The RCOG in its latest report on fetal pain concluded that “The experience of pain needs cognitive, sensory and affective components, as well as the necessary anatomical and physiological neural connections.” (1) Years before, along the same lines, the House of Commons Science and Technology Committee reported that “while the evidence suggests that foetuses have physiological reactions to noxious stimuli, it does not indicate that pain is consciously felt, especially not below the current upper gestational limit of abortion...these factors may be relevant to clinical practice but do not appear to be relevant to the question of abortion law.”(2) Professor Derbyshire was a member of the Working Party which put this document together and was a key witness before the STC Committee but now, in light of his researches, rejects these confident conclusions.

    In the light...

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  • Induced Abortion and Fetal Pain

    Dear Editor,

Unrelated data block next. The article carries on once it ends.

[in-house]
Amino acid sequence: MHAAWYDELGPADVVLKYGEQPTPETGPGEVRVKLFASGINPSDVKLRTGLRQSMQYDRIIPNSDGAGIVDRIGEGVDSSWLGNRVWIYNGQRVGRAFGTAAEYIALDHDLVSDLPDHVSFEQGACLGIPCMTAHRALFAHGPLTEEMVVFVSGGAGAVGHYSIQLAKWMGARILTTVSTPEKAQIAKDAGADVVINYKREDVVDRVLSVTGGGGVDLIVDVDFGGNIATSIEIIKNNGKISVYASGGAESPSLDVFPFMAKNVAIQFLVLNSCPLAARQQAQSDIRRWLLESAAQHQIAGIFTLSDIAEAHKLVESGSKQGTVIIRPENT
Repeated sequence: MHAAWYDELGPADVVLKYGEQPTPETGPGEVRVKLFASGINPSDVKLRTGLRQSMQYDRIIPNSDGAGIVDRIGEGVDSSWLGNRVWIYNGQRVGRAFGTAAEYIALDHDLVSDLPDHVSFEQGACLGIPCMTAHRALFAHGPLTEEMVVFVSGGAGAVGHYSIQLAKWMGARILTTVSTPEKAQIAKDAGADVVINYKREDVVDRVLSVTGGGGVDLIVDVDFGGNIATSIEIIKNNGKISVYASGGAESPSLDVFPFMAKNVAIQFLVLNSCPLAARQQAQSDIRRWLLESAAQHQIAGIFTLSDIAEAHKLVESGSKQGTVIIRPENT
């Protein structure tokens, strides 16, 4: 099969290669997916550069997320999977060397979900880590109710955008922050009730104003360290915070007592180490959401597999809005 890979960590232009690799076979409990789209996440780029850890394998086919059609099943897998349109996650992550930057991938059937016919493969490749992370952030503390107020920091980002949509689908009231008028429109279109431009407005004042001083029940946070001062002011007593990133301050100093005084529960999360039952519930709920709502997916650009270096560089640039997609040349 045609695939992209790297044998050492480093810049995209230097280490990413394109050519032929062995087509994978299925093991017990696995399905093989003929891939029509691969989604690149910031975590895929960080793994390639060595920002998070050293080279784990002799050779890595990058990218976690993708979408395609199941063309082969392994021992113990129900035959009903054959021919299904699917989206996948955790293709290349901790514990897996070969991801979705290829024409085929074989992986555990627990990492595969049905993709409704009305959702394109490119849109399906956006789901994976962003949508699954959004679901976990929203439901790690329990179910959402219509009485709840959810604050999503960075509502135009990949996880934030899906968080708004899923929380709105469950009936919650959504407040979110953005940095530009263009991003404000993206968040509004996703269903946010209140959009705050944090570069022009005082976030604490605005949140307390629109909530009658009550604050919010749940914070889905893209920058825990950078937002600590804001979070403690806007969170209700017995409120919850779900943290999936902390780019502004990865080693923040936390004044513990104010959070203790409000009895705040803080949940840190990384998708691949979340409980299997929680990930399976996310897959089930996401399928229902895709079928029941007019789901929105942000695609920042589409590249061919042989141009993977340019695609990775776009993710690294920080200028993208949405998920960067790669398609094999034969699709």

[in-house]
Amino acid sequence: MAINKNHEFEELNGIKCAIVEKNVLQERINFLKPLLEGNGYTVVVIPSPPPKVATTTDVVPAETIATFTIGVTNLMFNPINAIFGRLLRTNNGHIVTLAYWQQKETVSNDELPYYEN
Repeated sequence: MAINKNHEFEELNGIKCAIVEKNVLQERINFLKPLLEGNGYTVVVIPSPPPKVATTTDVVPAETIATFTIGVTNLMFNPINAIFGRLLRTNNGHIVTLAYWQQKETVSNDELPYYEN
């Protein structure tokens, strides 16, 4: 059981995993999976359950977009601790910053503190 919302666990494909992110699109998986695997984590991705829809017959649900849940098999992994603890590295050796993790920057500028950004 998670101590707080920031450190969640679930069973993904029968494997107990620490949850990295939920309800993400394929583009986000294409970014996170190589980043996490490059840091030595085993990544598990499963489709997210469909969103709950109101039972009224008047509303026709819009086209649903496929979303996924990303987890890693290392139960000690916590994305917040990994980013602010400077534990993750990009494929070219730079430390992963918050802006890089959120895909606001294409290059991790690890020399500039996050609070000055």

Understanding the complexity of induced abortion in context of society, culture, health and religion is a domain that should be explored. Many studies have reported ethical consideration of this issue which may be related to parenthood, rights of the fetus and mother, harms/benefits to the fetus and mother involved in abortion of the fetus.

    Fetal pain should always be put into consideration before deciding on fetal interventional procedures or deciding on aborting the fetus after 13 weeks of gestation and proper anaesthesia/analgesia should be given to the pregnant woman undergoing the procedure. The knowledge about the concept of fetal pain is important and the neurological aspects of the pain perception of the fetus should be known.

    1. Bandewar S. Exploring the ethics of induced abortion. Indian journal of medical ethics. 2005 Jan;13(1):18-21.
    2. Um YR. A study of the ethics of induced abortion in Korea. Nursing ethics. 1999 Nov;6(6):506-14.
    3. Lee SJ, Ralston HJ, Drey EA, Partridge JC, Rosen MA. Fetal pain: a systematic multidisciplinary review of the evidence. Jama. 2005 Aug 24;294(8):947-54.

  • Professional interpreters are human beings